The United States has adopted a progressive tax system. This means citizens with higher taxable incomes need to pay higher income tax rates. Here are some important points related to the working of the Federal Income Tax brackets-

  • Being put into a tax bracket does not mean you need to pay an income tax rate on whatever you make. As per the progressive tax system, taxpayers with higher taxable incomes will pay higher federal income tax rates and vice versa.
  • The Federal Government determines the amount of tax you owe. This is done by dividing your taxable income into slabs known as tax brackets. Taxpayers in a particular slab are taxed according to the corresponding tax rate. The important point is that irrespective of the tax bracket you are in, you will not pay the rate on the entire income.

Here are some examples to make it clear for you-

Example 1: Let us assume you are a single filer with a taxable income of $32,000. As per the Federal Income Tax bracket for 2021, you will be put into the 12% tax bracket. But you do not need to pay 12% on your entire taxable income of $32,000. You simply need to pay 10% on the initial $9,950. Beyond this income, you will need to pay 12%.

Example 2: Let us assume you had a taxable income of $50,000.  As per the Federal Income Tax bracket for 2021, you will pay 10% on that first $9,950. In addition, you will need to pay 12% tax on the income between $9,951 and $40,525. Then you will pay 22% on the rest of your income. This is because some of your taxable income falls into the tax bracket of 22% as well. Considering all these, your total tax would be $6,800 ( approx.), which is almost 14% of your total taxable income. This shows that even if you are in the 22% tax bracket, effectively you are paying a tax of 14%. This tax of 14% is therefore called the ‘effective tax rate’.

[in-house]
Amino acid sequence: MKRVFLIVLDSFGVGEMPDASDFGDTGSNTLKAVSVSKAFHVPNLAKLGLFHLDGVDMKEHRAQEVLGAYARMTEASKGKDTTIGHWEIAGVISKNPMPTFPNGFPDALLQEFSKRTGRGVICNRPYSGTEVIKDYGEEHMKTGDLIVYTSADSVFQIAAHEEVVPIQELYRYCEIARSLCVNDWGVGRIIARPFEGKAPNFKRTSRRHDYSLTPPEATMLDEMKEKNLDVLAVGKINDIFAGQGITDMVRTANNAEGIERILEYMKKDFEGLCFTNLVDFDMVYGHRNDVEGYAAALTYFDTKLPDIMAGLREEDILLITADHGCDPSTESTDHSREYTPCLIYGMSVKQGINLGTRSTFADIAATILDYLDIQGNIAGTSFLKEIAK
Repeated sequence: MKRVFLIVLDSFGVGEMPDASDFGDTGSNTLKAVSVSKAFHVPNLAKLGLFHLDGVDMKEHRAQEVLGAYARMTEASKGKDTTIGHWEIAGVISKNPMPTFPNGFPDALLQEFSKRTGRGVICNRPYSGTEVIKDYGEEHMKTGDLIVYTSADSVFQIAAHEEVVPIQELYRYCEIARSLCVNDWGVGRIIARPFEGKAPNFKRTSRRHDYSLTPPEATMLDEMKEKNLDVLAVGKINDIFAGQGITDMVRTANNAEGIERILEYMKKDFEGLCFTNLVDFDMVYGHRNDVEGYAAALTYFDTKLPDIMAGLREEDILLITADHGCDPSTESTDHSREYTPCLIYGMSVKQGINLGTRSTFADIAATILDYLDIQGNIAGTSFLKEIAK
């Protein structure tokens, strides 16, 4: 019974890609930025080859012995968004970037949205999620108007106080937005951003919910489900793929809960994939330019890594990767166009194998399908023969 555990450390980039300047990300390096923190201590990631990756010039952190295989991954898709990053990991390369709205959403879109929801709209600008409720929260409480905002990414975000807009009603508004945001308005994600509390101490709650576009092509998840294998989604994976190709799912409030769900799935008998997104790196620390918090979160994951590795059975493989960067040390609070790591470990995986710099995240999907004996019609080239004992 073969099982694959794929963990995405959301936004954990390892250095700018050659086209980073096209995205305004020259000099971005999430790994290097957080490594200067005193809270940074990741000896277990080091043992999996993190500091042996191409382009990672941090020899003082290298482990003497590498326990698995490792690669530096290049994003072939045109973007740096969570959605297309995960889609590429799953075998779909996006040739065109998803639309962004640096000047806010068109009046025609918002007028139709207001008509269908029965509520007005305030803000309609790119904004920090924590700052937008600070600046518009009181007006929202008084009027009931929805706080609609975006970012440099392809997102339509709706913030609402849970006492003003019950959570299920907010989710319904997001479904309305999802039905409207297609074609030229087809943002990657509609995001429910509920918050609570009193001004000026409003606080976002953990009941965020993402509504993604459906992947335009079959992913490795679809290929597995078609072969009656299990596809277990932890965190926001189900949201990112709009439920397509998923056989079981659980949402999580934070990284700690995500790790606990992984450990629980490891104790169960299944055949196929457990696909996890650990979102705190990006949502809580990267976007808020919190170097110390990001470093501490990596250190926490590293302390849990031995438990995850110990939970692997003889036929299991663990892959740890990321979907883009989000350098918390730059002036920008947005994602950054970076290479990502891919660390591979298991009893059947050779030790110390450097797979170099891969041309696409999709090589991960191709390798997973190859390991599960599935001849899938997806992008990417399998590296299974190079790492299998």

What is a Marginal Tax Rate?

The marginal tax rate for you is the tax rate you need to pay on an additional dollar of your taxable income. This is usually equal to your highest tax bracket.

An example will make it clearer for you. Let us assume you are a single filer having a taxable income of $30,000. as per the Federal income tax rates, you would be put into the 12% tax bracket. Now, if your taxable income increases by $1, you would pay 12% tax on that additional dollar as well.

Now, if your taxable income was $41,000, most of it will fall within the original 12% bracket only. But, the last few hundred dollars would now fall into the 22% tax bracket. In this case, your marginal tax rate will be 22%.

How can you get into a Lower Income Tax Bracket and Pay a Lower Income Tax Rate?

Here, we will discuss 2 common ways to reduce your tax – credits and deductions.

  • If you avail of tax credits, it can reduce your tax burden on a dollar-for-dollar basis. They will not affect the tax bracket you are in, anyway.
  • On the other hand, if you take tax deductions, the amount of income tax you can reduce depends on the applicable tax brackets. In general, deductions decrease the taxable income by the percentage of your highest income tax bracket. For example, if you are put into the 22% bracket, a deduction of $1,000 can save you $220.

Therefore, we would suggest you avail all the tax deductions you are eligible to claim. These can decrease your taxable income and can put you into a lower income tax bracket. Thus, you will end up paying a lower income tax rate.